2010 Scotland Run 10K Race


Above: a group photo with some of the FRNY participants. A total of 124 Front Runners participated!


Overall Time: 39:25
Pace: 6:21
Place: 233 of 7790
AG%: 68.1%

Weather: 52 Degrees, 80% Humidity, Clear.
Start time: 10:00

6:36 (yikes!)
1:17 (.22 miles at 6:00 pace)

Today was the NYRR Scotland 10K Run in Central Park. The weather was astonishingly beautiful, if a bit too warm. I went out in a singlet and shorts and was totally fine for the day. The sun was high in the sky and made it feel much warmer than it was. Coupled with the humidity, it made the running conditions a little warm for me but not too bad.

Overall, I’m OK with my results. I was a little disappointed that I didn’t crack 39:00, but it seemed like everyone struggled a little bit today. The hills in Central Park never make for an easy race, and my legs really felt tired by the halfway point. I should have been able to finish the race much stronger, but the hills in the first half took most of my energy. Despite this, the day was spectacular and the cherry trees are starting to blossom. I wouldn’t have wanted to spend this Saturday morning any other way.

I had to take a pee before the race, so that means my corral got crowded and I was at the very rear or the corral. When the race got moving, there had to have been at least 600 people in front of me that I had to weave through during the first mile. I could be heard saying rather loudly somewhere in the first mile, "Well, there goes the PR!" I really bothers me that people crowd the fast corral, only to set out much slower than they should be running. For the fast people really racing the race, it’s very difficult to weave through so much traffic when people are running shoulder to shoulder and you’re trying to not trip or get tripped.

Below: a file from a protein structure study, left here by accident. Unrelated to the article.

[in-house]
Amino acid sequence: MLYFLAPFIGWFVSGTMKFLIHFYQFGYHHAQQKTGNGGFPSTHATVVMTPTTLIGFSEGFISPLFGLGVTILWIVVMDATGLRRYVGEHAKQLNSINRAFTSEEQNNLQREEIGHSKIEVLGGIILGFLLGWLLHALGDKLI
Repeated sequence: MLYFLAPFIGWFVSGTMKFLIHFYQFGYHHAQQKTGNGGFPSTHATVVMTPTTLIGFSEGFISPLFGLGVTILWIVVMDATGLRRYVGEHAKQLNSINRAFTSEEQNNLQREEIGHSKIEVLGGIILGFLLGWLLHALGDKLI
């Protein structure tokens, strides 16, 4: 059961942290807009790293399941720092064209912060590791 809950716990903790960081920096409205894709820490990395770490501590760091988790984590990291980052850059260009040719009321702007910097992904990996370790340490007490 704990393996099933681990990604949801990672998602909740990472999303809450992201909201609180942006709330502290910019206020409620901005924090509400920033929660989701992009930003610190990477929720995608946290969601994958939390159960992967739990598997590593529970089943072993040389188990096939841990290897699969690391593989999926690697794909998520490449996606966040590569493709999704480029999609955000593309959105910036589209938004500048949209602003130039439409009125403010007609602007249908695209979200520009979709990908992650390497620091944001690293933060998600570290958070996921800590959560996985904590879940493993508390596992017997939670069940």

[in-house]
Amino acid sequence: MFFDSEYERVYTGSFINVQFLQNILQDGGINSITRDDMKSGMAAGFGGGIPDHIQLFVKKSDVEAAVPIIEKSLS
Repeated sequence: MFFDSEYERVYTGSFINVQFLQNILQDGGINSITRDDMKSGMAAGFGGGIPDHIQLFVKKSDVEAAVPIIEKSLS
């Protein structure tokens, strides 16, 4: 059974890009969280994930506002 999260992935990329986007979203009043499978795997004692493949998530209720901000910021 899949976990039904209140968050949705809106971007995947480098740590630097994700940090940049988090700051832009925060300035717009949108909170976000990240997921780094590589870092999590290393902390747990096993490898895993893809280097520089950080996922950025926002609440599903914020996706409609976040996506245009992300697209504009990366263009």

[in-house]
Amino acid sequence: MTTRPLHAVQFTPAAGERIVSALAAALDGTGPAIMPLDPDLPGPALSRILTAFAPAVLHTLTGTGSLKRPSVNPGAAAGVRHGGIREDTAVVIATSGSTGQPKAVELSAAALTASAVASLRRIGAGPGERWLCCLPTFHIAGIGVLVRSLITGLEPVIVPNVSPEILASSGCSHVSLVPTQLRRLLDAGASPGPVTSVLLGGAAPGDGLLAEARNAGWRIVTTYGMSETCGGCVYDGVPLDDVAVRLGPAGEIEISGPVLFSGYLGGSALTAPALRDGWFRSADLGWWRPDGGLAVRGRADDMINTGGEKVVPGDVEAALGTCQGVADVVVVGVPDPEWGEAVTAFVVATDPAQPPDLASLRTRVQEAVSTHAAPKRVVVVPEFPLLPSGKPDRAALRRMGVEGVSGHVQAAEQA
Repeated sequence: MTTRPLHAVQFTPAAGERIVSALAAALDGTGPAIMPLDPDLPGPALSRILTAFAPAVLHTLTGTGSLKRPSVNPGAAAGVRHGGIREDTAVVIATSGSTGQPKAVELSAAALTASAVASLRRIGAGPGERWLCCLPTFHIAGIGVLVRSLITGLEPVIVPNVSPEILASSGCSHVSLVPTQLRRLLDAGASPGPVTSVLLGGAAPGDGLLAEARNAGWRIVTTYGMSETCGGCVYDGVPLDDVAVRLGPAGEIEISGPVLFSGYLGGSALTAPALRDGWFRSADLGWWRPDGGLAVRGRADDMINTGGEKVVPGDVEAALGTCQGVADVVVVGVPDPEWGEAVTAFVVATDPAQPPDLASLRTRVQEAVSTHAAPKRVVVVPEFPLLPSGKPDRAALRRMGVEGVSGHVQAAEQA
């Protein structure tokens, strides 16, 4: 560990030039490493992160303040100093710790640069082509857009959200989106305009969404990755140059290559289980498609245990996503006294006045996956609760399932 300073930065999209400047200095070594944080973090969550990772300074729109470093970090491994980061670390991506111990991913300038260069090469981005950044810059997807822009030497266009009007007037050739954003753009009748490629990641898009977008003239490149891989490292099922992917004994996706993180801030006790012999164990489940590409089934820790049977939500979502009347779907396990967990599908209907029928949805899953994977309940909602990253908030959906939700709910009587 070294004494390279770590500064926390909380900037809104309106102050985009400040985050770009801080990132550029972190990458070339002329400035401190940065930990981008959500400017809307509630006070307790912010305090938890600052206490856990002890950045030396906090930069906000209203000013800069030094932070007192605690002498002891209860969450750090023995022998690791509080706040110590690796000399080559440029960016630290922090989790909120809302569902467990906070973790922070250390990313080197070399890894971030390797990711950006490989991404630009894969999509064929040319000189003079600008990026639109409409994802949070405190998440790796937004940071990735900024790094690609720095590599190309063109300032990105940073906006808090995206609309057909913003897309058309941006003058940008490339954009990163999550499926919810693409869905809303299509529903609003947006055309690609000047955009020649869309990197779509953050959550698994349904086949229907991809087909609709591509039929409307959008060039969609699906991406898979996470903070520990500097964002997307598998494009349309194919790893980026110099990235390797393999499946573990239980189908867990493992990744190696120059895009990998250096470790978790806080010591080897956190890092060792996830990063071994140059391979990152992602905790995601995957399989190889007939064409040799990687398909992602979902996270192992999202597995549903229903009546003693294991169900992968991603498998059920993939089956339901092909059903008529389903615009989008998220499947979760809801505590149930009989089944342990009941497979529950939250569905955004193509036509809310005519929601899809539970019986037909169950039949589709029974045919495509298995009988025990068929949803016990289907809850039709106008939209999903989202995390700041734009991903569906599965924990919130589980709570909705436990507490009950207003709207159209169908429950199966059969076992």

Mile 1: The traffic aside, I was right on target for my first mile, at 6:17. It was pretty flat and I knew that the next two miles would be a little tough because that’s where the hills are. So far, so good.

Mile 2: I had room to run finally and the weaving continued through the second mile, a 6:08 mile that came and went pretty quickly and saw me pass a lot of Front Runners. My legs started to feel good, and my heart rate was within what I considered a good range for me. Only 4 miles to go!

Mile 3: This is where it started to get hard. The reverse of Harlem Hill is still easier than the normal counter-clockwise route, but it was tough still — a lot of guys got punished here; no one had an easy time, that’s for sure. I kept the pace strong, but maybe kept it a little too fast. 6:12 pace.

Mile 4: Honest to god, I wanted to quit through the last and current hill. All I could think about was how nice a DNF sounded at this point, but I knew I wouldn’t be able to live with myself. I could ease up the pace and still finish, but there was no way I could realistically let myself quit. It was my slowest mile, at 6:36

Mile 5: Somehow I talked myself back into the race, and while I wasn’t running super fast I did manage a 6:22 after a horrible 4th mile. Throughout the entire race, another Front Runner named Matt was ahead of me. He was far ahead in the corral, so when we started he got a good 30-second head start on me. I could see his bright orange shorts from far away on the downhill portions, and it gave me motivation to keep running. I wanted to see if I could catch up with him, and it wasn’t until Mile 5 that I knew I was within striking distance to pass him. He didn’t know it but he helped pull me through the last two miles.

Mile 6: The home stretch! While a 6:29 pace isn’t what I wanted, I was sure glad that the race was coming to an end. I had caught up to Matt (the Front Runner I was chasing down all race) and we were running together. I think it was good for the both of us, because it seemed like we fed off each other’s energy.

Mile 6.21: OMG Finally we’re done. Matt and I had a super big kick the last 200 meters, and we must have passed a dozen people. Felt great!


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